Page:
mclaren p1

Call them what you will: supercars, halo cars, dream cars.. whatever they are, they’re the cars that sell posters that kids put on their walls. Bedrooms, dorm rooms, shops, garages, and rec rooms all have one thing in common: posters of cool cars. It used to be just a “guy thing,” but now girls get in on the act too, putting up posters of Maseratis, Ferraris, Lamgorghinis, Camaros, Aston Martins, Mustangs, and Challengers. Posters that may or may not include scantily clad humans alongside or astride the shining chrome and steel machines.

These poster cars are the brand’s branding, the cars that people immediately think of, if not by name, at least in form and shape, when the brand’s name is muttered. When you think Bugatti, you immediately think Veyron. When you think Dodge, you immediately think Viper. That’s the power of a poster car. Here are five automotive brands that don’t have one. And should.

Chrysler-Fiat

2015 Dodge Challenger RT - 11 - AOA1200pxThe thing is, neither Chrysler nor Fiat have “halo cars” that sit atop their lineups as the car we all lust after. Sure, the Chrysler 300 is a big, beautiful machine, but it’s not a “poster car.” Fiat, on the other hand, does have the 500, which likely adorns the walls of many a girl’s room. We know the Fiat 500e is posterized on the wall of some green performance fanatics with long hair and goatees, but we won’t name names.

Chrysler, though, doesn’t have a true halo car. Dodge has the Viper, Challenger, and even the Dart. All three of those are poster worthy in one format or another. Ram Trucks has, well, trucks. There are plenty who’ll hang posters of those on their walls, usually right next to their Skoal and Marlboro posters. But Chrysler doesn’t have anything. That needs changin’.

Infiniti

This is a brand that should have a poster car, really has tried to make a poster-worthy car, but that just hasn’t yet pulled it off. If the Q50 Eau Rouge ever made it to production, Infiniti would finally have its halo car. Infiniti is hot in Formula One, has shown off concepts made for video games like Gran Turismo, and has had plenty of other show cars worthy of the title “supercar” in the past few years. Yet they just haven’t quite gone to production with anything worthy of being on a poster alongside a Koenigsegg. Maybe now that Infiniti has been infused with new management, things will change. Maybe.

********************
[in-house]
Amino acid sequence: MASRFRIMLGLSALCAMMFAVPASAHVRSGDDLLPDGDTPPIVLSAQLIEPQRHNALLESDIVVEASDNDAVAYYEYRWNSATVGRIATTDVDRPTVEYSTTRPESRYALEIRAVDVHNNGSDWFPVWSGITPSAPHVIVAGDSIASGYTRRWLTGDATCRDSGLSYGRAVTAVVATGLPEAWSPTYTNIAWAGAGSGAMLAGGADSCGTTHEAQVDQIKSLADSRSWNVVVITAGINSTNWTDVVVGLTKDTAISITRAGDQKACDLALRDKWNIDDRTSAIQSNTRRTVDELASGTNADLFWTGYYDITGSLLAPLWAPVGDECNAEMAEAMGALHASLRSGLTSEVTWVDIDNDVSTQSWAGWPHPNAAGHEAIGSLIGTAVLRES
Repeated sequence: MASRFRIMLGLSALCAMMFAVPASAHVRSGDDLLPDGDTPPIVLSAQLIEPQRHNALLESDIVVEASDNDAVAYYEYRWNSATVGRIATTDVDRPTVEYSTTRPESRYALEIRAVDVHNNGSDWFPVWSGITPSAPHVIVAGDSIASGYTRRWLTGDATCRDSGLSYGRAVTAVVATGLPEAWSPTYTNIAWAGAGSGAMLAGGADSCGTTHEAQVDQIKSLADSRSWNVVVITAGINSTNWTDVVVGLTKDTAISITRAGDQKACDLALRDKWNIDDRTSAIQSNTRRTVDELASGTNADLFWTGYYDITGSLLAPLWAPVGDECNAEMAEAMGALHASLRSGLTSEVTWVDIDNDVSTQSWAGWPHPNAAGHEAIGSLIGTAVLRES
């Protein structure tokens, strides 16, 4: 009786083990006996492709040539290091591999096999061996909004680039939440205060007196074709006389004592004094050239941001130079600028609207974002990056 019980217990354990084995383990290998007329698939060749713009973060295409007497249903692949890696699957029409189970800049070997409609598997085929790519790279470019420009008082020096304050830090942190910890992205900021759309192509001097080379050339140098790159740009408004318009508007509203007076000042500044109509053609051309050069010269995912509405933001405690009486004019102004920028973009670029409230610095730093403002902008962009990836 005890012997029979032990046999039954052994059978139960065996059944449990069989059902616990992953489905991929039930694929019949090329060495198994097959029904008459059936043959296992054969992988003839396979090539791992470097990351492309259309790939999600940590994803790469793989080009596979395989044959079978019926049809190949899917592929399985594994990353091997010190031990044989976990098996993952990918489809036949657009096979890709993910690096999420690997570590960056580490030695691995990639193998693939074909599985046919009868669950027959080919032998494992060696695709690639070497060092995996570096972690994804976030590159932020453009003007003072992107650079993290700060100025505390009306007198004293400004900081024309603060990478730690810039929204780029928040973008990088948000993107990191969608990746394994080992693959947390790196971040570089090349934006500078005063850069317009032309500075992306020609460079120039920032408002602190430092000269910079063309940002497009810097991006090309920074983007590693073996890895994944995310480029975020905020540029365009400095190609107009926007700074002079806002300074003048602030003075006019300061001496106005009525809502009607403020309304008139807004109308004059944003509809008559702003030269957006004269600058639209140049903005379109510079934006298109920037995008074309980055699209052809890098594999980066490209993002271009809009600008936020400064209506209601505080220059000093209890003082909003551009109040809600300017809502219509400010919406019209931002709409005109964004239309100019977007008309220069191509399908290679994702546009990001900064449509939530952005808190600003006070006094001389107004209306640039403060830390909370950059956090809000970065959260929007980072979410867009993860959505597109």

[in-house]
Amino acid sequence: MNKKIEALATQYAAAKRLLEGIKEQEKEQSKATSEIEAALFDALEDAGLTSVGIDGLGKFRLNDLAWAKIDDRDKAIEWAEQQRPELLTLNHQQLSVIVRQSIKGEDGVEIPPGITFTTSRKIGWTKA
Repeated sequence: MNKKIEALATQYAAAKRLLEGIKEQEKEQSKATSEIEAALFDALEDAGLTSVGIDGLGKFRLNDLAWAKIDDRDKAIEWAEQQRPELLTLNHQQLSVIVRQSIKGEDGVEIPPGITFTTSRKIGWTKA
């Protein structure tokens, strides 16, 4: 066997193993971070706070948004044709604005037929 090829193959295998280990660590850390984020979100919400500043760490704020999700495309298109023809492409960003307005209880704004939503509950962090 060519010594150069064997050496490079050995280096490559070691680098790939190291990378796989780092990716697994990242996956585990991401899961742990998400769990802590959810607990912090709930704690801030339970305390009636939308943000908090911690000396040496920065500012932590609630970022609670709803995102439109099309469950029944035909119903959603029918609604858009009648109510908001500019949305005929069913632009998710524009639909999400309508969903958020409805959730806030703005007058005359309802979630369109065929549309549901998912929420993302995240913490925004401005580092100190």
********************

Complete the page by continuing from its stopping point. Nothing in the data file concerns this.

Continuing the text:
Lexus

2013SEMA_2012_Lexus_LFA_De_Alwis_001Lexus is Toyota’s premium brand and as such, maybe shouldn’t be on this list. Toyota is, after all, the king of “everyday” and the Lexus lineup showcases how one design can be re-used over and over and over.. ad infinitum throughout a lineup. This doesn’t mean Lexus cars are ugly or boring, just.. well, cookie-cutter. Kudos to anyone who can tell the difference between a GS and an LS and an ES without looking at the deck lid.

Of those on our list, though, we think Lexus, odd as this may seem, is probably the most likely to be the next brand to roll out a supercar for production. Their F-SERIES sport brand line is just begging for a halo car and the writing is clearly on the wall as now-defunct awesomeness like the LFA and production cars like the RC make it clear they’re headed there.

Mazda

Ahh, the little company that could. Mazda has some great vehicles and beautiful design language going on. The company really, really wants their Miata (aka MX-5) to be their halo car and it certainly has been the subject of many a poster on many a wall. Sadly, though, the Miata is just not “that” and most of those posters faded out in the 1980s. The Miata, popular as it is, is mostly seen as a toy rather than a supercar. Back in the day, the RX-7 was the hottest rice rocket on the planet. Now.. Mazda’s got nada.

Subaru

Mothra_vs_Godzilla_posterOh, Suby. Such a fine little company making such fun little rides. In the end, the closest thing that Subaru has to a supercar is the BRZ and while it’s great, it’s a Toyobaru and it just doesn’t seem as authentic that way. It’s also not all that fast and tuners have largely ignored it in favor of the  Scion FR-S; which seems to be a bigger hit with the younger crowd these cars are aimed for. Subaru is in a unique position as well, having basically cornered the term “All-Wheel Drive” as being ubiquitous with their brand. This begs for a GT-R killer, Sub. Really. Think about it. Nissan, whose entire lineup of cars are all front-wheel drive, has an AWD supercar. Hello! Time for the Subaru Mothra to come slay the Godzilla. See? I even named it for you. Get to work.

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An automotive enthusiast for most of his adult life, Aaron has worked in and around the industry in many ways. He is an accredited member of the Rocky Mountain Automotive Press (RMAP), the Midwest Automotive Media Association (MAMA), and freelances as a writer and journalist around the Web and in print. You can find his portfolio at AaronOnAutos.com.

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